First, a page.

CROSS REFERENCE TO RELATED APPLICATIONS
This application claims the benefit of U.S. Provisional Patent Application No. 61/175,101, filed May 4, 2009.
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Surfaces for touch screen applications are increasingly in demand. From both aesthetic and technological standpoints, touch screen surfaces which are resistant to the transfer of fingerprints are desired. For applications related to hand-held electronic devices, the general requirements for the user-interactive surface include high transmission, low haze, resistance to fingerprint transfer, robustness to repeated use, and non-toxicity. A fingerprint-resistant surface must be resistant to both water and oil transfer when touched by a finger of a user. The wetting characteristics of such a surface are such that the surface is both hydrophobic and oleophobic.
The presence of roughness on the surface can alter the contact angle between a given fluid and flat substrate. One approach to creating surface roughness is deposition of a coating that comprises particles that convey the desired level of roughness. One disadvantage of this approach is that such particle-containing layers may not have sufficient durability and are wiped or rubbed of the surface during routine use. In some instances, this can be mitigated by the application of additional layers. Such steps however, significantly increase the cost and complexity of manufacturing fingerprint-resistant articles.
Another approach to providing roughness to a glass surface is to directly roughen or scratch the surface using hard polishing media. Here the roughness can be tuned through selection of the proper particle size of the polishing media. While durability is less of an issue using this approach, polishing compromises the cleanliness of the surface if the polishing media and debris are not completely removed, in which case additional manufacturing and cleaning steps are needed.
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A process for creating hydrophobic and oleophobic glass surfaces is described. The process includes heating a glass article or substrate (unless otherwise specified, the terms “glass article” and “glass substrate” are equivalent terms and are used interchangeably herein) to temperatures where the glass has a viscosity in a range from about 105 poise to 108 poise and pressing a textured mold into the glass article to create texture on the surface of the glass article. The texture of the mold is selected to have dimensions that convey hydrophobicity and oleophobicity to the glass article when combined with appropriate surface chemistry provided by a coating of a fluoropolymer, fluorosilane, or both. The surface features and optical properties of the glass surface are controlled by selection of mold texture and process parameters including applied pressure, pressing temperature, and pressing time. Articles made by this process are also described.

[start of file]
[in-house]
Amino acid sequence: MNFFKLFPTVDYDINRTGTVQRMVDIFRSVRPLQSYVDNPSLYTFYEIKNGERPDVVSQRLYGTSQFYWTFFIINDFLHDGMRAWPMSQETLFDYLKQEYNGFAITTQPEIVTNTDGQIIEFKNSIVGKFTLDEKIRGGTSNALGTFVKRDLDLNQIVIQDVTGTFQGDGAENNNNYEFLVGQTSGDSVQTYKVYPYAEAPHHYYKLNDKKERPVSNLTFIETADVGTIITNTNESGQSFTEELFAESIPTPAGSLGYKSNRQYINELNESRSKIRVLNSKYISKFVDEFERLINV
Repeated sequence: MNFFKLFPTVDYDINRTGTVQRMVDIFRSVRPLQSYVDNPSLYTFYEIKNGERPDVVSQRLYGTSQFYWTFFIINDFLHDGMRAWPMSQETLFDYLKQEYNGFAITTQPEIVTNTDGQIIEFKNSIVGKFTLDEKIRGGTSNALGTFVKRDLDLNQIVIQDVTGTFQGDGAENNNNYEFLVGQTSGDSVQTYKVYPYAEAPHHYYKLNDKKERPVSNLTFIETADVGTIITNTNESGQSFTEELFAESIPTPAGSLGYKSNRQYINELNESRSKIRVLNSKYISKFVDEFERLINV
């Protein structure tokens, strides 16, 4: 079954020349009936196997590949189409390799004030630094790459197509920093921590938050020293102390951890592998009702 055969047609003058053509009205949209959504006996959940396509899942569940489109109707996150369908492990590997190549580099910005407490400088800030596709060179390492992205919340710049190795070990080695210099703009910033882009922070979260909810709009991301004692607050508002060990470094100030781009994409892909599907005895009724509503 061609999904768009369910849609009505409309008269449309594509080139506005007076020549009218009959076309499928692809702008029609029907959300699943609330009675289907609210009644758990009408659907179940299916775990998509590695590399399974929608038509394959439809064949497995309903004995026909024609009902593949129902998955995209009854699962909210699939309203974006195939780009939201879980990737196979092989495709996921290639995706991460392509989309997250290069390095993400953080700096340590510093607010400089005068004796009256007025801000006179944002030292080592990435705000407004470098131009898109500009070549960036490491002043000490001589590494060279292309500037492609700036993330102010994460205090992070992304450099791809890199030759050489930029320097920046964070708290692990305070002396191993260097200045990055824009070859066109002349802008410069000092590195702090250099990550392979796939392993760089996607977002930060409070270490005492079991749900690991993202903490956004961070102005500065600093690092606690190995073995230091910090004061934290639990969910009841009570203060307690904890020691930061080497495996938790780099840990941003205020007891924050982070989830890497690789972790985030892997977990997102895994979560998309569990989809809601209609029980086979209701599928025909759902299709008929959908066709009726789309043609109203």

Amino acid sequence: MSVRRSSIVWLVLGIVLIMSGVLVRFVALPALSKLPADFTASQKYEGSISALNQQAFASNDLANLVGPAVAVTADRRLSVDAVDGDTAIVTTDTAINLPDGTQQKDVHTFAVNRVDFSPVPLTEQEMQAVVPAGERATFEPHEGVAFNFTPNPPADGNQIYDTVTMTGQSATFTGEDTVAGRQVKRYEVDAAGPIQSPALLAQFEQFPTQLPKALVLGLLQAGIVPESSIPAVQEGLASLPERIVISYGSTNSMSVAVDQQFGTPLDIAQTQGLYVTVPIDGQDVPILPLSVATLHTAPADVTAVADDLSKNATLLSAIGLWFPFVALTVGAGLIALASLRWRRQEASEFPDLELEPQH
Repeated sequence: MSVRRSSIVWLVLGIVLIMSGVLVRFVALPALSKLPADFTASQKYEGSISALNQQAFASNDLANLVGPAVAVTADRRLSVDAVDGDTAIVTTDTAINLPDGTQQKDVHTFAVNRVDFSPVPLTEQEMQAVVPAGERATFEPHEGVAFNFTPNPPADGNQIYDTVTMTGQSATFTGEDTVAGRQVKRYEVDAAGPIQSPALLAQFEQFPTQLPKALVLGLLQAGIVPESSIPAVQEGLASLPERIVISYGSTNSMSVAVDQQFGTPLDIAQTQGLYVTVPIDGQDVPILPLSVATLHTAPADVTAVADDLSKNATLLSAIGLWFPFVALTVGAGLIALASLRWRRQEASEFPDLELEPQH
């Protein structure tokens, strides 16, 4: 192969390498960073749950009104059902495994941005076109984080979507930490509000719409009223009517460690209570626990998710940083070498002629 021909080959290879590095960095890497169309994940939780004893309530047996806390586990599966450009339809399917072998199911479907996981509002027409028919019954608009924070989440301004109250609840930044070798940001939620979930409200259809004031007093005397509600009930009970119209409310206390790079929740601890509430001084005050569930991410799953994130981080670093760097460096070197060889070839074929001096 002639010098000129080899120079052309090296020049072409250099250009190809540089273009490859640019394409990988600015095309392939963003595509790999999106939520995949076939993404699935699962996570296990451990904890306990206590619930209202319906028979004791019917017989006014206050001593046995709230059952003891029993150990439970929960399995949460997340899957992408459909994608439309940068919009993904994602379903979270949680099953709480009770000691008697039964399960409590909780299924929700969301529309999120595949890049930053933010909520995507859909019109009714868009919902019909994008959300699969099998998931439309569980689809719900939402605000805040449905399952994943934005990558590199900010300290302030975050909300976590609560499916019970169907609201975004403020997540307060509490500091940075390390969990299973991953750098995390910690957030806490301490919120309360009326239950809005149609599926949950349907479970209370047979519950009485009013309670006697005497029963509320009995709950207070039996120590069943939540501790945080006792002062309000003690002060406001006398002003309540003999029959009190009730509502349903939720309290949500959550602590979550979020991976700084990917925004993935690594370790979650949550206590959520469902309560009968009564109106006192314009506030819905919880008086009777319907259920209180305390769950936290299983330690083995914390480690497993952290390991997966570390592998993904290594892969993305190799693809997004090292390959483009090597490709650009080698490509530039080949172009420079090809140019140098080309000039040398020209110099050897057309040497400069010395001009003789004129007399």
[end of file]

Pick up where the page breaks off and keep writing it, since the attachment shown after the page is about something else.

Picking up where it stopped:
Accordingly, one aspect of the disclosure is to provide a glass article having at least one embossed surface. The embossed surface has a texture and exhibits at least one of hydrophobic and oleophobic behavior.
A second aspect of the disclosure is to provide a glass substrate comprising an embossed surface. The embossed surface has a roughness that is sufficient to prevent a decrease in contact angle of droplets of water or oils on the embossed surface.
A third aspect of the disclosure is to provide a method of making a glass article having a surface that exhibits at least one of hydrophobic and oleophobic behavior. The method comprises providing the glass article and embossing at least one surface of the glass article to form at least one embossed surface. The embossed surface has a texture and exhibits at least one of hydrophobic and oleophobic behavior.
These and other aspects, advantages, and salient features will become apparent from the following detailed description, the accompanying drawings, and the appended claims.
BRIEF DESCRIPTION OF THE DRAWINGS
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FIG. 1a is a schematic representation of the Wenzel model of the wetting behavior of liquids on a roughened solid surface;
FIG. 1b is a schematic representation of the Cassie-Baxter model of the wetting behavior of liquids on a roughened solid surface;
FIG. 2a is a schematic representation of a process for embossing surfaces of a glass substrate;
FIG. 2b is a schematic representation of a second process for embossing surfaces of a glass substrate;
FIG. 3a is a scanning electron microscope (SEM) image (50× magnification) of a glass surface embossed using a glassy carbon template at a pressure of 6.7 psi;
FIG. 3b is a SEM image (50× magnification) of a glass surface embossed using a glassy carbon template at a pressure of 5.2 psi;
FIG. 3c is a SEM image (50× magnification) of a glass surface embossed using a glassy carbon template at a pressure of 2 psi;
FIG. 4 is optical image of an embossed glass surface prepared using porous graphite fiber paper as a template;